October 23, 2019
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Real Estate & Business

Scott Sheldon
Be careful getting a mortgage if you have a bankruptcy
May 31, 2019

A bankruptcy can possibly be a detrimental blow to your mortgage chances if it’s not handled in the right way. Following is what you should take into consideration if you have a bankruptcy in your past or will be filing an upcoming bankruptcy…

First things first for our purposes we are discussing a Chapter 7 bankruptcy which is the full stripping of all your personal obligations. Contrary to popular belief you cannot discharge a mortgage. The mortgage loan tied to your primary home cannot be discharged in bankruptcy court.

If you are filing an upcoming bankruptcy but it is not yet being filed, do the mortgage first. Even if you must pay a premium such as private mortgage insurance on an FHA loan, for example, that is a far better opportunity than having to wait potentially two years which otherwise would be the outcome on an FHA loan anyway after the bankruptcy discharge date.

If you have a bankruptcy in your past this is where things can become potentially problematic. Let’s say you have a mortgage on your primary home and you’ve successfully discharged bankruptcy and you’ve now passed the two-year waiting mark. That mortgage that you had, assuming it’s with an institutional lender, no longer reports on your credit report. You still have the obligation to pay the payment each month, but it doesn’t report on your credit report. The credit company reports any payment history.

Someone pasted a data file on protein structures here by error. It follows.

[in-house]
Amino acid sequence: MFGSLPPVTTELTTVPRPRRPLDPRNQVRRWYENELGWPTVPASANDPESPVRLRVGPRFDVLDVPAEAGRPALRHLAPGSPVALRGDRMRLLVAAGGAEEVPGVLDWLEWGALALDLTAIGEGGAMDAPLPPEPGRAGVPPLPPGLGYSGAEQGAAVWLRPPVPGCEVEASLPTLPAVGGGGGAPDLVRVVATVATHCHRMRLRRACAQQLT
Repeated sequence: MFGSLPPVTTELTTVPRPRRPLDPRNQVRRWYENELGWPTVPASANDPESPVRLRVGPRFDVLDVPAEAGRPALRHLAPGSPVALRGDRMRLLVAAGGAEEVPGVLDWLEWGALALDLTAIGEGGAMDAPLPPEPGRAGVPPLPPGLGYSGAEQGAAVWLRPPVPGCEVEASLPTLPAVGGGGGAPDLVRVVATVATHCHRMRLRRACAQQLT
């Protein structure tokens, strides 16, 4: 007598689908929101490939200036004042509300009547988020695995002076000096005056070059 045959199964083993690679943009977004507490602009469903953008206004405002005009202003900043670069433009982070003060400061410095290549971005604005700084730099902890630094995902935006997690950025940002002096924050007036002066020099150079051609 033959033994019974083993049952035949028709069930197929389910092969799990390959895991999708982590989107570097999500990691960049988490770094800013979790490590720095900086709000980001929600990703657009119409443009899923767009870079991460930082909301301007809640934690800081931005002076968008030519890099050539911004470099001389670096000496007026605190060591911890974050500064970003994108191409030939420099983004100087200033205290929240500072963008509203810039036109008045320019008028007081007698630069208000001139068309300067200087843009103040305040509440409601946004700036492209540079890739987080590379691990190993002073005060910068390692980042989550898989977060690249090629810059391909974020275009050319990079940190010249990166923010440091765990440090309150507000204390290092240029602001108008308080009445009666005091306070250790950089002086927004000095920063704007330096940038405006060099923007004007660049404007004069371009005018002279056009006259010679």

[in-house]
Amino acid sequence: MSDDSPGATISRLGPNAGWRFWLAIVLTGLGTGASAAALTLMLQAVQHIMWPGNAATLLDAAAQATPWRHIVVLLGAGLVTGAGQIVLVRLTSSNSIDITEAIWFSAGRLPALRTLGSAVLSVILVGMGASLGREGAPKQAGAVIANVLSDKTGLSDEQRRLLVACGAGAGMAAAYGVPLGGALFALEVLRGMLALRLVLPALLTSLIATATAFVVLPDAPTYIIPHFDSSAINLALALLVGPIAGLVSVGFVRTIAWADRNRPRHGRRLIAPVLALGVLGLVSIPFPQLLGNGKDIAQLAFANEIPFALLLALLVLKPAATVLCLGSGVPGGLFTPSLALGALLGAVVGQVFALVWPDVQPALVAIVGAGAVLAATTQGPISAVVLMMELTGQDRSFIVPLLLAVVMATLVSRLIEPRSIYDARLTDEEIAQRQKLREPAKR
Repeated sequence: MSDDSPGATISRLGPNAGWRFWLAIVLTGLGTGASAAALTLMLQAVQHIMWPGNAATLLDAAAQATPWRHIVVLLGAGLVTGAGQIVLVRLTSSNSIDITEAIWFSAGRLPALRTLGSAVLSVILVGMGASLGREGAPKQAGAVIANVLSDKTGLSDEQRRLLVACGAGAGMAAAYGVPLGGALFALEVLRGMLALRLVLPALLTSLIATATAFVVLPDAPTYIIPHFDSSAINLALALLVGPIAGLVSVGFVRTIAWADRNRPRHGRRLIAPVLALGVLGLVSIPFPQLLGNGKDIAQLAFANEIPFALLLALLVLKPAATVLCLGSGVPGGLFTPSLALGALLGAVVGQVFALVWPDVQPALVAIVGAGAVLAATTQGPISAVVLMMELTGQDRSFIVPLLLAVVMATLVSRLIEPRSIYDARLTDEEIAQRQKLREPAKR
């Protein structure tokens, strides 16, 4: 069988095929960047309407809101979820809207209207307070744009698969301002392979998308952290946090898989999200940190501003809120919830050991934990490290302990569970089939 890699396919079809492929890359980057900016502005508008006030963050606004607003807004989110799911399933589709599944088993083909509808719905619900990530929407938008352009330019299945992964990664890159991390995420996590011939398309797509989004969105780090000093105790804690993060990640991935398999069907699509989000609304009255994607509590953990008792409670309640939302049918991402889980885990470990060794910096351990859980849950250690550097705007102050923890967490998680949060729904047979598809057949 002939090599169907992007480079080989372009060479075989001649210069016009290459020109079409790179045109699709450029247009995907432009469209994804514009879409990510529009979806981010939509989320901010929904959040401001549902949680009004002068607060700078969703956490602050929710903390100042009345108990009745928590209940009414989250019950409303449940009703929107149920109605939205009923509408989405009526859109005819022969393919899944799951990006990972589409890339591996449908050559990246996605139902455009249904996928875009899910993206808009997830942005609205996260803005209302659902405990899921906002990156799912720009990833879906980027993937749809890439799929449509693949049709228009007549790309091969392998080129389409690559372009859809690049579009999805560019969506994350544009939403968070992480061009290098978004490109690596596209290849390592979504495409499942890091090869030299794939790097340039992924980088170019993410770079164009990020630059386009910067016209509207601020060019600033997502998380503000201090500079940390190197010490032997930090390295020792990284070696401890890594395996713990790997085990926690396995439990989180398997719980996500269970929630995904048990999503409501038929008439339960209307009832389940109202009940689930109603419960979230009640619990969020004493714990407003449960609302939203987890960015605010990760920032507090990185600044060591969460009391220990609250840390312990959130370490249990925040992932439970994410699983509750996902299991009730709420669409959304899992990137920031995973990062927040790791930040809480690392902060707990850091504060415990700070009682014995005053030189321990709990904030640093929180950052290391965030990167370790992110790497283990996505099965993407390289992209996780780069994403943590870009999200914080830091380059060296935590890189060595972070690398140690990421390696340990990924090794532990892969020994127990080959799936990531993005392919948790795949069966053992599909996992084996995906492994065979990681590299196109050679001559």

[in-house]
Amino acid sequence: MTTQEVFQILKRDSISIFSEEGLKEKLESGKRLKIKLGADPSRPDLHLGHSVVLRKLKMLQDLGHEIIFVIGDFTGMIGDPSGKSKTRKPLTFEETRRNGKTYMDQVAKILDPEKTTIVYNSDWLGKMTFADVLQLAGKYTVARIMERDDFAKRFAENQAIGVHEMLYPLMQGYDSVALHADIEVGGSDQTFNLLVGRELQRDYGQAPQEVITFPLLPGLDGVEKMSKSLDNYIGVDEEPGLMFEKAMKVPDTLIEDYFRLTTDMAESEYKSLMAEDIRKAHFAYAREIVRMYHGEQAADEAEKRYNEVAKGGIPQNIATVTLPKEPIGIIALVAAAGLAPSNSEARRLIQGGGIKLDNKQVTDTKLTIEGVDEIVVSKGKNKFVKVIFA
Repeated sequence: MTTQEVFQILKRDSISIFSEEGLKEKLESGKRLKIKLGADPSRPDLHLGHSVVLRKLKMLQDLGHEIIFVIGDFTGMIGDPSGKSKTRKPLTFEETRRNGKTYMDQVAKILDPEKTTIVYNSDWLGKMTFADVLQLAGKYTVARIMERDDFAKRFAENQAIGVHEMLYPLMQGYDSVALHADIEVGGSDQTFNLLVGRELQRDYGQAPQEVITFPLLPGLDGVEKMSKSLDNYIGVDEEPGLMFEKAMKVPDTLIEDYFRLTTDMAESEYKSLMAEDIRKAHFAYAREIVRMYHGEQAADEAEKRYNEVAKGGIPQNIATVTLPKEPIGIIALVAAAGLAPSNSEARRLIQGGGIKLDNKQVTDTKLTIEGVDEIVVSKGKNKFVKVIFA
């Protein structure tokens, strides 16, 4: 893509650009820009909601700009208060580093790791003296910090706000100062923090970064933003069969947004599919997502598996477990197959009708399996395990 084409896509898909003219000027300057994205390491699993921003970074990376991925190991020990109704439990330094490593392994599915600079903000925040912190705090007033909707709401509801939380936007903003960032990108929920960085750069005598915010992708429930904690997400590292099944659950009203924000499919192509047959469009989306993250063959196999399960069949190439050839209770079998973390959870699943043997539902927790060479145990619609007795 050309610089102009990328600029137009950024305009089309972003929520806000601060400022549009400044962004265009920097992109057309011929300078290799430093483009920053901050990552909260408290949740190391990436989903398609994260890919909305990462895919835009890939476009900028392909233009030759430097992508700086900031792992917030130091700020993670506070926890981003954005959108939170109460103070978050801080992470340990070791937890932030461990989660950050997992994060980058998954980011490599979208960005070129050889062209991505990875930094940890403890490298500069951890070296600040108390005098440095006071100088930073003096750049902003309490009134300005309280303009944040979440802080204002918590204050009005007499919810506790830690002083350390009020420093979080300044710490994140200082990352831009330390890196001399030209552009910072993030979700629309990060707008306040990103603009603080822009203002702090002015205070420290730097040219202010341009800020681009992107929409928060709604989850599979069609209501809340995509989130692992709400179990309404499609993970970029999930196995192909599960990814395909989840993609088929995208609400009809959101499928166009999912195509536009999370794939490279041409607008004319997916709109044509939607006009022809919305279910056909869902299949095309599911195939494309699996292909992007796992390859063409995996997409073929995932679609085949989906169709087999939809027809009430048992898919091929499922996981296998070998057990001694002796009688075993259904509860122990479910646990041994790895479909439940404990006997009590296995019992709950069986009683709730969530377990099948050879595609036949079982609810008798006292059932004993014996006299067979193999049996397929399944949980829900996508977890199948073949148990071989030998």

The bank does not report on your credit report after a Chapter 7. As a result the lender does not initially have your payment history which means that it’s super critical to continue to make your mortgage payments on time. If you have any mortgage that is late in the last 12 months, 30 days overdue or more, getting a loan is going to be extremely tedious and it may not close escrow. You must have at least a 12-month clean payment history for getting a mortgage with an exception on one 30-day mortgage late in the last 12 months.

In other words, when you’re going through the bankruptcy process make sure that if you are going to be doing any type of home financing mortgaging in the future that you will have a 12-month clean payment history and that you know what date the payment is due and you put it on autopilot so you don’t miss any payments.

Payment history when there is a bankruptcy in the past becomes even more financially crucial because the lender is judging your future ability to make payments going forward and the only way they can do that is based on your previous history. Keep that in mind next time you’re looking for mortgage financing.

Scott Sheldon is a local mortgage lender, with a decade of experience helping consumers purchase and refinance primary homes second homes and investment properties. Learn more at